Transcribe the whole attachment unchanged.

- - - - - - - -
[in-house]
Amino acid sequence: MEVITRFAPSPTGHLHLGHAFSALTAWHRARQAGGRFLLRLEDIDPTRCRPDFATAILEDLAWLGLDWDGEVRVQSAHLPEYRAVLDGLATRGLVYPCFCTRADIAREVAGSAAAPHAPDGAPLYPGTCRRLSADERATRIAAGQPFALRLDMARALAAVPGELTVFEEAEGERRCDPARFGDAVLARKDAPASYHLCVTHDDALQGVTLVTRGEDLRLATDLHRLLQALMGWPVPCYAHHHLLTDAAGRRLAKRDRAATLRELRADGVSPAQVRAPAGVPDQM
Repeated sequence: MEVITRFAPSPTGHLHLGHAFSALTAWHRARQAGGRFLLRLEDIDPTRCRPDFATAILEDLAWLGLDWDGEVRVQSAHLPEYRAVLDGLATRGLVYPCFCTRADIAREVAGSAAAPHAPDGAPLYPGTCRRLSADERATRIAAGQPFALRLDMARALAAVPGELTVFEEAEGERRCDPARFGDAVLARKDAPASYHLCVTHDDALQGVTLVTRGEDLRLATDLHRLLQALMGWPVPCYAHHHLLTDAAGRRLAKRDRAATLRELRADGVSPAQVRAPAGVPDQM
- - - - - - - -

[in-house]
Amino acid sequence: MEVITRFAPSPTGHLHLGHAFSALTAWHRARQAGGRFLLRLEDIDPTRCRPDFATAILEDLAWLGLDWDGEVRVQSAHLPEYRAVLDGLATRGLVYPCFCTRADIAREVAGSAAAPHAPDGAPLYPGTCRRLSADERATRIAAGQPFALRLDMARALAAVPGELTVFEEAEGERRCDPARFGDAVLARKDAPASYHLCVTHDDALQGVTLVTRGEDLRLATDLHRLLQALMGWPVPCYAHHHLLTDAAGRRLAKRDRAATLRELRADGVSPAQVRAPAGVPDQM
Repeated sequence: MEVITRFAPSPTGHLHLGHAFSALTAWHRARQAGGRFLLRLEDIDPTRCRPDFATAILEDLAWLGLDWDGEVRVQSAHLPEYRAVLDGLATRGLVYPCFCTRADIAREVAGSAAAPHAPDGAPLYPGTCRRLSADERATRIAAGQPFALRLDMARALAAVPGELTVFEEAEGERRCDPARFGDAVLARKDAPASYHLCVTHDDALQGVTLVTRGEDLRLATDLHRLLQALMGWPVPCYAHHHLLTDAAGRRLAKRDRAATLRELRADGVSPAQVRAPAGVPDQM